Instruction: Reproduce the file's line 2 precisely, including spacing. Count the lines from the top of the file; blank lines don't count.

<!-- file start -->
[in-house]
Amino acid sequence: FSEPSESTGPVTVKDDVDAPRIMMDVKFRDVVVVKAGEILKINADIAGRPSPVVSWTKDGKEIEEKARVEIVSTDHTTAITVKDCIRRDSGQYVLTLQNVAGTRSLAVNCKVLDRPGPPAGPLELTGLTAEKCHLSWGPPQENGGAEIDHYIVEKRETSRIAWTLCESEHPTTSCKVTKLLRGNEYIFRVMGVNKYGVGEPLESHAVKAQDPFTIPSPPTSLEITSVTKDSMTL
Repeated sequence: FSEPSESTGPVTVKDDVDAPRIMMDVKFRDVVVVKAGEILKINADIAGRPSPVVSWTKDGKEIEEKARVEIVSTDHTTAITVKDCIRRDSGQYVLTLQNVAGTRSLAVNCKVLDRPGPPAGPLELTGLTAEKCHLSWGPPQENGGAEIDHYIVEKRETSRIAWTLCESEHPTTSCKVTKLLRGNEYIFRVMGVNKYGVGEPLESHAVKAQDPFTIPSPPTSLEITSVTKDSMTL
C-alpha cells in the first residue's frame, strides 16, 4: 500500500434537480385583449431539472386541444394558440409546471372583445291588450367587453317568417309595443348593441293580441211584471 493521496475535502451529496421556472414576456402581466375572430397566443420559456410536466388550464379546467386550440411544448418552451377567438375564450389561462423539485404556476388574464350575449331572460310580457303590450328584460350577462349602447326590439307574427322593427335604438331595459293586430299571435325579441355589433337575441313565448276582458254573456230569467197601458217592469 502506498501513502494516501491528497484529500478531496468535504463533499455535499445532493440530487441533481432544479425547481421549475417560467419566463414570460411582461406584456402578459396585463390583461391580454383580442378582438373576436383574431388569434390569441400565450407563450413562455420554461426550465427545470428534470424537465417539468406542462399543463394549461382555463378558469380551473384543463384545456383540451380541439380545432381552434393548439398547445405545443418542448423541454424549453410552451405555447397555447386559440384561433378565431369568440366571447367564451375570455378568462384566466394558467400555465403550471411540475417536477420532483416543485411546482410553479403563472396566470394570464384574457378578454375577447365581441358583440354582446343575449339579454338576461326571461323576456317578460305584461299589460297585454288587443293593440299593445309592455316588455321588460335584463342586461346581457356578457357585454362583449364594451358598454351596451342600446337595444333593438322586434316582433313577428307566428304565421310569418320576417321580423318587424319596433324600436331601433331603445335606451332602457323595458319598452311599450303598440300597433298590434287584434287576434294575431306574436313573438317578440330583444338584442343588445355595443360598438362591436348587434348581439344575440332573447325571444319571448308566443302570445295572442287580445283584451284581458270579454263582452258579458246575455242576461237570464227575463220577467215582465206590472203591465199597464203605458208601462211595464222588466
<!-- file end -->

Amino acid sequence: FSEPSESTGPVTVKDDVDAPRIMMDVKFRDVVVVKAGEILKINADIAGRPSPVVSWTKDGKEIEEKARVEIVSTDHTTAITVKDCIRRDSGQYVLTLQNVAGTRSLAVNCKVLDRPGPPAGPLELTGLTAEKCHLSWGPPQENGGAEIDHYIVEKRETSRIAWTLCESEHPTTSCKVTKLLRGNEYIFRVMGVNKYGVGEPLESHAVKAQDPFTIPSPPTSLEITSVTKDSMTL